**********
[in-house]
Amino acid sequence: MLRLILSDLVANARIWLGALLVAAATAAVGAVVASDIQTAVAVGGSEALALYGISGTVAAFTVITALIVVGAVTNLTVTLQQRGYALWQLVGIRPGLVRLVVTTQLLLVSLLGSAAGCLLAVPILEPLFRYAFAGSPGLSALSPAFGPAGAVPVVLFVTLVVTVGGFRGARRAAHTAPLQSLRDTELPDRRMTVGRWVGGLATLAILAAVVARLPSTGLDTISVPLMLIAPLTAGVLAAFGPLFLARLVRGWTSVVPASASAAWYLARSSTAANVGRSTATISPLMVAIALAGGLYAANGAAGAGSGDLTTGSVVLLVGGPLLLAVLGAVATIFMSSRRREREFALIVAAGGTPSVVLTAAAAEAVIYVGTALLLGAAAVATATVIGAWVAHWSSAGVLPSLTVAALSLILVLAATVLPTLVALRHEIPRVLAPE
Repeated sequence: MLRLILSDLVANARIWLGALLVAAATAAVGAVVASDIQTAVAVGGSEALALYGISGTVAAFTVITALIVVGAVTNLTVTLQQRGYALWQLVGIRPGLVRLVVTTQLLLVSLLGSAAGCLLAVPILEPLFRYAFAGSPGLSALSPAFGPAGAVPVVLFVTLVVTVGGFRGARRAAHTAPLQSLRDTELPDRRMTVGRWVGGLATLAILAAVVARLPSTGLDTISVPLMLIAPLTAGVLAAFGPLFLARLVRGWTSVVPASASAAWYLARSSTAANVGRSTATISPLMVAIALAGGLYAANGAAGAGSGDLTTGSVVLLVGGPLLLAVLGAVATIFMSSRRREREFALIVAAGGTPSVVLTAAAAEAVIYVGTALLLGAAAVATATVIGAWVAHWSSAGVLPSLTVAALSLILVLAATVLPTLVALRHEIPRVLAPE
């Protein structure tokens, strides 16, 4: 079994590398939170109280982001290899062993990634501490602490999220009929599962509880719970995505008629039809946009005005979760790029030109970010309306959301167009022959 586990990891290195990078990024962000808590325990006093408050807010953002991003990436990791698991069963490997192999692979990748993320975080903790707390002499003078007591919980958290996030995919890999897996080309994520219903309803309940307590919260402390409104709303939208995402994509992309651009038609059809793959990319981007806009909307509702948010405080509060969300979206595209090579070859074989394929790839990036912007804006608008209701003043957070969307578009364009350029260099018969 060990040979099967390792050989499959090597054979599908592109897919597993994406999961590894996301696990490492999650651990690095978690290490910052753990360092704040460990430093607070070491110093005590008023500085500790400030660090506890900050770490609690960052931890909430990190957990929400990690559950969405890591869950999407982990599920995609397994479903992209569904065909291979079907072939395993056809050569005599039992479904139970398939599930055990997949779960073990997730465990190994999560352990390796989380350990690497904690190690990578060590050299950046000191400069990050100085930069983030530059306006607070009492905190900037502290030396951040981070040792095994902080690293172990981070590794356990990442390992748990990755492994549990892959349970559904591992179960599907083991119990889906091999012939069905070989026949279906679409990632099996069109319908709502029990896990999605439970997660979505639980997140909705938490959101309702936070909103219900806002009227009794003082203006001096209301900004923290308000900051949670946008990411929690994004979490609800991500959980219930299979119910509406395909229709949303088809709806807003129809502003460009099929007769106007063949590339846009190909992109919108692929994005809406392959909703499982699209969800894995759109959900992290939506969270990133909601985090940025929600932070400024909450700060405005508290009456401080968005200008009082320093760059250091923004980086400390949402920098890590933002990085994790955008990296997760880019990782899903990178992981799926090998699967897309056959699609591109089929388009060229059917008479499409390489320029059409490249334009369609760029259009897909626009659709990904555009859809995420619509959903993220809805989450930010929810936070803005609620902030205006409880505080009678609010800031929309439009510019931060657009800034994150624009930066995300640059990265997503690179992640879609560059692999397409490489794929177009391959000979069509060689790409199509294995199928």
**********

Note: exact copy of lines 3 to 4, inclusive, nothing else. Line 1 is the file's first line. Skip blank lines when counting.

Repeated sequence: MLRLILSDLVANARIWLGALLVAAATAAVGAVVASDIQTAVAVGGSEALALYGISGTVAAFTVITALIVVGAVTNLTVTLQQRGYALWQLVGIRPGLVRLVVTTQLLLVSLLGSAAGCLLAVPILEPLFRYAFAGSPGLSALSPAFGPAGAVPVVLFVTLVVTVGGFRGARRAAHTAPLQSLRDTELPDRRMTVGRWVGGLATLAILAAVVARLPSTGLDTISVPLMLIAPLTAGVLAAFGPLFLARLVRGWTSVVPASASAAWYLARSSTAANVGRSTATISPLMVAIALAGGLYAANGAAGAGSGDLTTGSVVLLVGGPLLLAVLGAVATIFMSSRRREREFALIVAAGGTPSVVLTAAAAEAVIYVGTALLLGAAAVATATVIGAWVAHWSSAGVLPSLTVAALSLILVLAATVLPTLVALRHEIPRVLAPE
């Protein structure tokens, strides 16, 4: 079994590398939170109280982001290899062993990634501490602490999220009929599962509880719970995505008629039809946009005005979760790029030109970010309306959301167009022959 586990990891290195990078990024962000808590325990006093408050807010953002991003990436990791698991069963490997192999692979990748993320975080903790707390002499003078007591919980958290996030995919890999897996080309994520219903309803309940307590919260402390409104709303939208995402994509992309651009038609059809793959990319981007806009909307509702948010405080509060969300979206595209090579070859074989394929790839990036912007804006608008209701003043957070969307578009364009350029260099018969 060990040979099967390792050989499959090597054979599908592109897919597993994406999961590894996301696990490492999650651990690095978690290490910052753990360092704040460990430093607070070491110093005590008023500085500790400030660090506890900050770490609690960052931890909430990190957990929400990690559950969405890591869950999407982990599920995609397994479903992209569904065909291979079907072939395993056809050569005599039992479904139970398939599930055990997949779960073990997730465990190994999560352990390796989380350990690497904690190690990578060590050299950046000191400069990050100085930069983030530059306006607070009492905190900037502290030396951040981070040792095994902080690293172990981070590794356990990442390992748990990755492994549990892959349970559904591992179960599907083991119990889906091999012939069905070989026949279906679409990632099996069109319908709502029990896990999605439970997660979505639980997140909705938490959101309702936070909103219900806002009227009794003082203006001096209301900004923290308000900051949670946008990411929690994004979490609800991500959980219930299979119910509406395909229709949303088809709806807003129809502003460009099929007769106007063949590339846009190909992109919108692929994005809406392959909703499982699209969800894995759109959900992290939506969270990133909601985090940025929600932070400024909450700060405005508290009456401080968005200008009082320093760059250091923004980086400390949402920098890590933002990085994790955008990296997760880019990782899903990178992981799926090998699967897309056959699609591109089929388009060229059917008479499409390489320029059409490249334009369609760029259009897909626009659709990904555009859809995420619509959903993220809805989450930010929810936070803005609620902030205006409880505080009678609010800031929309439009510019931060657009800034994150624009930066995300640059990265997503690179992640879609560059692999397409490489794929177009391959000979069509060689790409199509294995199928």